Using an ultrafast electronic-vibrational pulse-sequence, we show that the outcome of light-induced ET can be radically altered by mode-specific infrared (IR) excitation of vibrations which are coupled to the ET-pathway. IR-control is particularly challenging in condensed phase systems due to the ultrafast timescales involved, in particular rapid intramolecular vibrational redistribution. We demonstrate how an IR-pulse following UV-excitation perturbs nuclear-electronic (vibronic) interactions within a donor-bridge-acceptor system similar in design to those utilized in (bio)chemical light-harvesting, and alters charge-transport pathways and product state yields.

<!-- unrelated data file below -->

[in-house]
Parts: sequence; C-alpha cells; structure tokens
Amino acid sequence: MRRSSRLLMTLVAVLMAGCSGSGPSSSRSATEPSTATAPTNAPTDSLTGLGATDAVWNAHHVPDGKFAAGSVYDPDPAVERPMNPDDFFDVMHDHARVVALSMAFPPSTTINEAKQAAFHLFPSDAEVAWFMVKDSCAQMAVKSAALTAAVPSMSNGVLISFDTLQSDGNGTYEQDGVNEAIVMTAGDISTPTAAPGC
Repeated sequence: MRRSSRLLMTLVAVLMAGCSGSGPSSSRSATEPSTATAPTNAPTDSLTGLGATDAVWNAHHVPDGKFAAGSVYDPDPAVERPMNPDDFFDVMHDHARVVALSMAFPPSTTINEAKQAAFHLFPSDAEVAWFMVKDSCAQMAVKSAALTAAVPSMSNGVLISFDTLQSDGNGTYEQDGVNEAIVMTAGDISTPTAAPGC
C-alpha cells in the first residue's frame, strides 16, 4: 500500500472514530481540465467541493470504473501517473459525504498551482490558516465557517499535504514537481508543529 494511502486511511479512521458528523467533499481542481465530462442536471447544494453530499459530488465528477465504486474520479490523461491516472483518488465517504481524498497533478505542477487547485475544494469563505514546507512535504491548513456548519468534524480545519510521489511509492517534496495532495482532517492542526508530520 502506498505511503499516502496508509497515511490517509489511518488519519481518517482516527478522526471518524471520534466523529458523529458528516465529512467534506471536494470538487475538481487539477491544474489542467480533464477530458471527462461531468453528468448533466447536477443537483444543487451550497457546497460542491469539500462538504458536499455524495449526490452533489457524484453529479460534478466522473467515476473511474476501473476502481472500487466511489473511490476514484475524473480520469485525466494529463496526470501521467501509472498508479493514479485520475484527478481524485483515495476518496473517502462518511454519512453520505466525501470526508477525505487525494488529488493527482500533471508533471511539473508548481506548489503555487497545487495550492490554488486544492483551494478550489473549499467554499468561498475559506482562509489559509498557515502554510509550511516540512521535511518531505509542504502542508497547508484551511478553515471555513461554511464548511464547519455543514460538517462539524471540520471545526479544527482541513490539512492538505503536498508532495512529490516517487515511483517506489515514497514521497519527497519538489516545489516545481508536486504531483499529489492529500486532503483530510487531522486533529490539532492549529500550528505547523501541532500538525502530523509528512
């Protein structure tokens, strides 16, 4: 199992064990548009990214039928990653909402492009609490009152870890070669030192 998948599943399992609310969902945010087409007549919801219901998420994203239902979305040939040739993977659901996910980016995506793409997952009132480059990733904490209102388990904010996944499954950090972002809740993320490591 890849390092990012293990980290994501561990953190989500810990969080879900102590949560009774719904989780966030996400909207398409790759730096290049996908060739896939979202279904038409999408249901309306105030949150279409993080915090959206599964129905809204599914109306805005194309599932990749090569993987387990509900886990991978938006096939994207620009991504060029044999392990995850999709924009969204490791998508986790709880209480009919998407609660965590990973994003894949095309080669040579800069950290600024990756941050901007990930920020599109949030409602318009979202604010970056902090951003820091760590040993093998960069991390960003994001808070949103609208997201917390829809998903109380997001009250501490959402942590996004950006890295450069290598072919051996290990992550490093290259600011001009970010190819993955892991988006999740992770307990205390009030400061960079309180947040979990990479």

The results of nanosecond optical spectroscopy studies of hemoglobin geminate recombination on the 1-100 ns time scale are presented. Analysis of transient absorption data has shown that (i) the kinetics of O<SUB>2</SUB> recombination to hemoglobin cannot be described as a single-exponential process, and (ii) the predominant part of geminate recombination takes place on the initial stage of this process. The analysis pattern as two exponentials and background yields two processes occurring during the geminate recombination on the 1-100 ns time scale having the time constants of 1.2 +/- 0.2 ns and 16 +/- 2 ns. However, the signal-to-noise ratio of the data does not allow to make an unambiguous between several possible non-exponential decay models.